Table of contents http://www.loc.gov/catdir/toc/cam031/2002073612.html

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### Summary

### Summary

This second edition of a popular text demonstrates how physics can be appreciated through a series of case studies spanning a complete university physics course. Highlights include three new chapters on Newton's laws (one on ancient astronomy up to the time of Galileo, one on Galileo, and one on Newton); a new chapter on dimensional methods, chaos and self-organized criticality; and a new chapter on the technology of cosmology. Although all the arguments are presented precisely in physical and mathematical terminology, the book is written in a relatively non-technical manner, intended to convey a deep understanding and appreciation of the incredible achievements of theorists in creating the structure of modern physics. First Edition Hb (1984): 0-521-25550-3 First Edition Pb (1984): 0-521-27553-9

### Reviews 1

### Choice Review

In this brilliant expose of theoretical reasoning behind the discoveries of major physics concepts, designed for advanced undergraduate physicists-in-training, Longair (Univ. of Cambridge) captures the intellectual excitement and the beauty of each subject in this new edition (1st ed., CH, Apr'85). Seven case studies run the gamut from Copernicus and Galileo to Einstein and modern cosmology. Representative examples include the birth of mechanics, electrodynamics, fluids and chaos, thermodynamics and kinetic theory, blackbody radiation and quantum mechanics, special and general relativity, and the instrumentation that enabled it all. This integrated view of so much of physics teaches us that along with enthusiasm and competence, a physicist needs an imagination to uncover the behavior of nature. Although the historical aspects of the presentation are accessible to all readers, a genuine appreciation of the incredible struggles and cleverness of the scientists comes only when one is able to understand the mathematical foundations of their work, requiring the geometry and calculus provided in many appendixes. Numerous references to original papers as well as to recent reviews and books connect readers to the intellectual history as worked out by real people over centuries. Extensive index; many helpful diagrams. ^BSumming Up: Essential. Upper-division undergraduates through professionals. F. Potter formerly, University of California, Irvine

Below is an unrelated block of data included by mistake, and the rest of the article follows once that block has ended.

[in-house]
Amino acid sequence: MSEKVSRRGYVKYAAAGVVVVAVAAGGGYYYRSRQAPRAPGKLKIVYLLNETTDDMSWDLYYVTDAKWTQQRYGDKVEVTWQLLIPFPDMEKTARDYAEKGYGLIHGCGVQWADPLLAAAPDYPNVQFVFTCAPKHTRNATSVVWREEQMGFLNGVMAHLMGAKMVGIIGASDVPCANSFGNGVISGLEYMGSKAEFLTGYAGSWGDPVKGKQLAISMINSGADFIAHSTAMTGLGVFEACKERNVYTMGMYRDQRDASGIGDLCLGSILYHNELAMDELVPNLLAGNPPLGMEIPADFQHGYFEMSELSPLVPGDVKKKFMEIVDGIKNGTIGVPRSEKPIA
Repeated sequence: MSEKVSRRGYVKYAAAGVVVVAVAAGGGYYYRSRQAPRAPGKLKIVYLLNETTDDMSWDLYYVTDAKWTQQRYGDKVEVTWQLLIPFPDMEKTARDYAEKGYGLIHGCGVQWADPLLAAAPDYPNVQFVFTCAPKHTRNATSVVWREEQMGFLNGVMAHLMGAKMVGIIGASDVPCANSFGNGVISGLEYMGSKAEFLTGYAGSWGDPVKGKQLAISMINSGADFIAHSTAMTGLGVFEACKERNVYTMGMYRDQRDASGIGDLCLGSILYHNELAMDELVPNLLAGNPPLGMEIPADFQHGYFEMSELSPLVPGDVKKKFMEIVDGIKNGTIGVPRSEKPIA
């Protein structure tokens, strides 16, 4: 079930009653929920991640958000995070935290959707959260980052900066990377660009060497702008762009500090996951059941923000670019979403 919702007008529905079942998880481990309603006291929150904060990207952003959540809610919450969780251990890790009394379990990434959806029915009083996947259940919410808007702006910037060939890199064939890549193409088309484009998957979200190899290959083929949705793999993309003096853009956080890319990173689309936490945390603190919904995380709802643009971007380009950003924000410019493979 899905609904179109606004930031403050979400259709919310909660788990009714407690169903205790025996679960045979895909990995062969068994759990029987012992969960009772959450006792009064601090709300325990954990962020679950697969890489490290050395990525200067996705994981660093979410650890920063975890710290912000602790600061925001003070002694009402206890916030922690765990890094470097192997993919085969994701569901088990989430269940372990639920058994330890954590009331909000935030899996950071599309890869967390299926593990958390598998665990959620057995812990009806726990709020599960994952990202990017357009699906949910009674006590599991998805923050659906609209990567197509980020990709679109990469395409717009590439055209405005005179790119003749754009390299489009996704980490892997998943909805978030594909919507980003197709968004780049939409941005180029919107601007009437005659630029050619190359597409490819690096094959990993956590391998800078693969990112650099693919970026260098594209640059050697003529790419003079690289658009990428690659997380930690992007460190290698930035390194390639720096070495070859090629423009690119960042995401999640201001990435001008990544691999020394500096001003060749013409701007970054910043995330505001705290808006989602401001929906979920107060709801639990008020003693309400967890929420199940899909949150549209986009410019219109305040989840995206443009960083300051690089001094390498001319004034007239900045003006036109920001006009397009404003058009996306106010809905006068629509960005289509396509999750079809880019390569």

### Table of Contents

Acknowledgements |

Preface |

1 Introduction |

2 Tycho Brahe, Kepler and Newton - the origin of Newton's law of gravitation |

3 The origin of Maxwell's equations |

4 How to rewrite the history of electromagnetism |

5 Approaches to mechanics and dynamics |

6 Simple thermodynamics |

7 The kinetic theory of gases and the origin of statistical mechanics |

8 Black body radiation up to 1895 |

9 1895-1900: Planck and the spectrum of black body radiation |

10 Planck's theory of black body radiation |

11 Einstein and the quantisation of light |

12 The story concluded - a further classical paper by Einstein |

13 Special relativity - a study in invariance |

14 An introduction to general relativity |

15 Cosmology |

16 Epilogue |

References and further reading |

Index |